Marketing and Research Consulting for a Brave New World
Subscribe via RSS

We are measuring the wrong thing when it comes to digital display advertising.  We are still focused on a DR model of digital advertising leading us to place our energies on measuring the click when digital advertising is, in fact, ADVERTISING!

Let me illustrate with simple arithmetic why the click is a red herring measure of digital advertising effectiveness.  Click rates, on average, are around 0.1% (one tenth of one percent) on a good day. However, Gian Fulgoni, President of Comscore who was the lead author on an article (JAR, 2009) entitled “Whither the click?” showed an average lift of 1.4% percentage points (off of a base of 2.1%), test vs. control in visitation to the advertiser’s home page in the first week after ad exposure.  That suggests that the total effect of digital advertising (view through plus click through) is about 10 times greater than can be accounted for by the click!

Let’s create some sample math from Gian’s article to understand this.

  • Propensity to visit the home page without an ad: 2.1%
  • Say, 0.1% click on the ad and assume that takes them to the home page, so propensity to visit the home page after clicking is 100%
  • This implies that the propensity to visit the home page if you do not click but are exposed to an ad is approximately 3.4% (an increase of 1.3%/99.9%)

Okay, so now let’s see where the leverage is.

If you can double the click through rate to .2% (hey doubling ad effects is really good), the increase in effect is about 1.4 to 1.5 or 7%.  However, if you can double the view-through effect (which presumably is like good old advertising effectiveness), the impact is close to double because over 90% of the lift in home page visitation was coming from the branding effect of display advertising in the first place.

Clearly, the leverage is in understanding and amplifying the effect on behavior of those exposed but who do not click on the ad.

When I look at dashboards of advertising effectiveness like from Double-click, click rate is most prominent.  If there is a conversion metric, it is still the percent of those who clicked that then matched to a conversion pixel.  The digital analytics infrastructure is not geared to report on the pathway by which 90% of digital advertising effect occurs!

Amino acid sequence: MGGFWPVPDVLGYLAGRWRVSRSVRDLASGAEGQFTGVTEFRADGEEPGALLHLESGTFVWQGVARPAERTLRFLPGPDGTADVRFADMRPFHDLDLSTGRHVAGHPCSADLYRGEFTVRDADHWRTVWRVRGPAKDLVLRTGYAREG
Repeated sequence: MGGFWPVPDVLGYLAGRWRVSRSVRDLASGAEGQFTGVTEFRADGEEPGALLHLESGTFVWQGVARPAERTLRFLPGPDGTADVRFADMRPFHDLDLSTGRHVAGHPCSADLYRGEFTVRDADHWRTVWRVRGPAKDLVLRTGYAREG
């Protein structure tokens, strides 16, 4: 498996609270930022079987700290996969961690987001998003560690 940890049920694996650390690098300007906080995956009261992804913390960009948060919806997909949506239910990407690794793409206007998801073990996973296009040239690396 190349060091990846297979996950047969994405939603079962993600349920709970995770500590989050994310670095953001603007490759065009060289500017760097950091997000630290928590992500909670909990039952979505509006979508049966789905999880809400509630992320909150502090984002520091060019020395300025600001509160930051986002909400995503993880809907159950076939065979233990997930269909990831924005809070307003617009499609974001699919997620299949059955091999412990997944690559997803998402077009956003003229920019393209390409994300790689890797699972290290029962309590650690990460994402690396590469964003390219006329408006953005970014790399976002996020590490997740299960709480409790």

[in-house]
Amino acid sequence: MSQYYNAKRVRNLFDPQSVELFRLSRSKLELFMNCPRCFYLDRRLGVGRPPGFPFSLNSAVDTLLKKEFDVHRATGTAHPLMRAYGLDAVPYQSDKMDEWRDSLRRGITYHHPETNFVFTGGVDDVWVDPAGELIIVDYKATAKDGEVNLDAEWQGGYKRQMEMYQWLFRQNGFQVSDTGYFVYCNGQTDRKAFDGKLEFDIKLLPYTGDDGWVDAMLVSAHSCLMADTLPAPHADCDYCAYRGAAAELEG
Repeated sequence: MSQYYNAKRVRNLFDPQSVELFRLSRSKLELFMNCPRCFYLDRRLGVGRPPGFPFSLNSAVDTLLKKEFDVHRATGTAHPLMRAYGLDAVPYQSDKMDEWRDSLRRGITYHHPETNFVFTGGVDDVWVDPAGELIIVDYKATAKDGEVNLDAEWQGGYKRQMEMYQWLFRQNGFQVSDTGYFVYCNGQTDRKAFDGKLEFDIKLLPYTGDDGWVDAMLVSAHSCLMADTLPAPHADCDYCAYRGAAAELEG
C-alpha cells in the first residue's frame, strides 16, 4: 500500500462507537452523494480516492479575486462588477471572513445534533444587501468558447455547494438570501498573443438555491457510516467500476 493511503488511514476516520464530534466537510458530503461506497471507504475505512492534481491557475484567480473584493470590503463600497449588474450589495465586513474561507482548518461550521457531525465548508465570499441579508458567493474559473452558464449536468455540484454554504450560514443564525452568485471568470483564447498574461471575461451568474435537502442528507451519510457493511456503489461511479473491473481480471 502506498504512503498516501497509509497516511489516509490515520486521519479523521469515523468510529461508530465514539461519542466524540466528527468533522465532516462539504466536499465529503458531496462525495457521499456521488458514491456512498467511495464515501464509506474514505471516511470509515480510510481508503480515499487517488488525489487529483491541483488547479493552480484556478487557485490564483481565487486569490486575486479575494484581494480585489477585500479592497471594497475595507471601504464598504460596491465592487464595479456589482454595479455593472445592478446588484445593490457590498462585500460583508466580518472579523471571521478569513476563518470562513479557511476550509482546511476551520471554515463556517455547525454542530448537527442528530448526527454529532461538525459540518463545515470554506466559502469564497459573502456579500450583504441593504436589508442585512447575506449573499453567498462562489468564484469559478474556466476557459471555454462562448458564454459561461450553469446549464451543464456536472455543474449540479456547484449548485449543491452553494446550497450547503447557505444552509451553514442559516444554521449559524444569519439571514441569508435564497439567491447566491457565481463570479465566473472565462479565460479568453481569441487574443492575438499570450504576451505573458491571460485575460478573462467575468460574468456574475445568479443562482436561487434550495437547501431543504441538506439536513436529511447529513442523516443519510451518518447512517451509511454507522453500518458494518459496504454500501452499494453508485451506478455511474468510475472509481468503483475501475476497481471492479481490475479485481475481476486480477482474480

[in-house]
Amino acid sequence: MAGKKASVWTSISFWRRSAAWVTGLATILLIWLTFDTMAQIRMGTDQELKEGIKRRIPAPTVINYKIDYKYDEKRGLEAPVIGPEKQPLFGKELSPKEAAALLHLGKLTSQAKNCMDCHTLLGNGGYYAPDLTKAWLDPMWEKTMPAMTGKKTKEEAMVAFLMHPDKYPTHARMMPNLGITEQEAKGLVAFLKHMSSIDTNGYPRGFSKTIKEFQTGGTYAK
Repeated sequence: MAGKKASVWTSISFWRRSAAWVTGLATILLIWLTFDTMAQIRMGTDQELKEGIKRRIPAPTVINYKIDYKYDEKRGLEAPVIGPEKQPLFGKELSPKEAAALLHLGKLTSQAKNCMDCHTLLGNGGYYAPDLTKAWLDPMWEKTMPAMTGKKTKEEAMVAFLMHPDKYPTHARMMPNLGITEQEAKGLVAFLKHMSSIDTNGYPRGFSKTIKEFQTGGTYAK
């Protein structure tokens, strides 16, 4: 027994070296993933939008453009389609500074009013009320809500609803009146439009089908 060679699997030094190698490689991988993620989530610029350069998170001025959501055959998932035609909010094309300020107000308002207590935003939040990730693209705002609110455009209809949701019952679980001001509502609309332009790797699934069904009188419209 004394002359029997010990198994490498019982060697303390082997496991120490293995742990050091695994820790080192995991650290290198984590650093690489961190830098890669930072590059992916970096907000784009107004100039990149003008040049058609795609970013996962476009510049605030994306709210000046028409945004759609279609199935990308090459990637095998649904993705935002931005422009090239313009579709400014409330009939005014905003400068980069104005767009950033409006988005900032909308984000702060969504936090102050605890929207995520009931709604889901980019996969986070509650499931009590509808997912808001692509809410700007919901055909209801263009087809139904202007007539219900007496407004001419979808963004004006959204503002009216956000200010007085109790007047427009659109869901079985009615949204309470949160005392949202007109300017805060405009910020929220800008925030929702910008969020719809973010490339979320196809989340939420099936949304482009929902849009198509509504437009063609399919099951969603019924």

To address this, advertisers must define what a conversion is (I believe that most do not, especially when sales occur offline) and then put the conversion pixel into the conclusion of that action.  It is not always a sale and perhaps should NOT be the sale but some behavior that is a highly correlated marker for sales.  It can be downloading a coupon, signing up for a database, requesting a price quote, sharing an asset, etc.  Then we must start tracking conversions based on exposures not only clicks. Important words for digital…behavior…highly correlated to sales.

None of this is beyond the realm of possibility because digital is all about behavior and gives us the opportunity to track this.  We CAN fully account for the effectiveness of digital display; Advertisers just need to start requiring the ecosystem and their chosen partners to start measuring the right thing, and start doing it in real time for digital advertising to fulfill its promise.

Tags: , , , , ,


One Response to “Why advertisers do not measure digital advertising effectiveness correctly”

  1. We’re also in agreement!

    Click-through-rates (CTRs) are not the right measure. One of our research directors recently suggested that relying on one-size-fits-all measures such as CTRs to understand how well a digital ad performs would be like relying on website visits to measure the impact of a print ad that happens to include a web address. We can’t throw out everything we already know about how successful ads operate when we look at digital advertising media. All ads succeed by grabbing and holding the viewer’s attention, focusing her on the brand name and motivating her to take action.

    Digital ads aren’t designed just to elicit digital responses, such as clicking through and making online purchases. An Audi digital display ad can pique my interest in their newest models without ever convincing me to click through to their website. No digital experience can ever simulate the analogue experience of actually test driving a new car, smelling the leather, and holding down the clutch to go into fifth.

    In fact, many digital display ads do not even include links to websites. As a case in point, a recent ad for Claussen pickles made my mouth water. There was no link to a Claussen website so I could learn more about their pickling process or to share pickle recipes. The call to action was to find their pickles at my grocery store. You know, the old fashioned way. The way almost everyone still buys pickles.

    Something that has contributed to confusion about measuring advertising performance in the digital space is the myriad of shapes and flavors digital ads can take. The digital space is less a medium than it is a set of media in its own right. But it’s not a space that can’t be understood. At Ameritest, we’ve developed a taxonomy to classify the digital world. This helps us choose the right tools to test digital ads based on their design and objectives.

    While CTRs are valuable to collect for ads that intend to generate click-through responses, they should only be one measure in a battery of diagnostics. And copy testers already have those diagnostics. We do, after all, understand how advertising works, Flash or no Flash.

    To learn more about our digital taxonomy, contact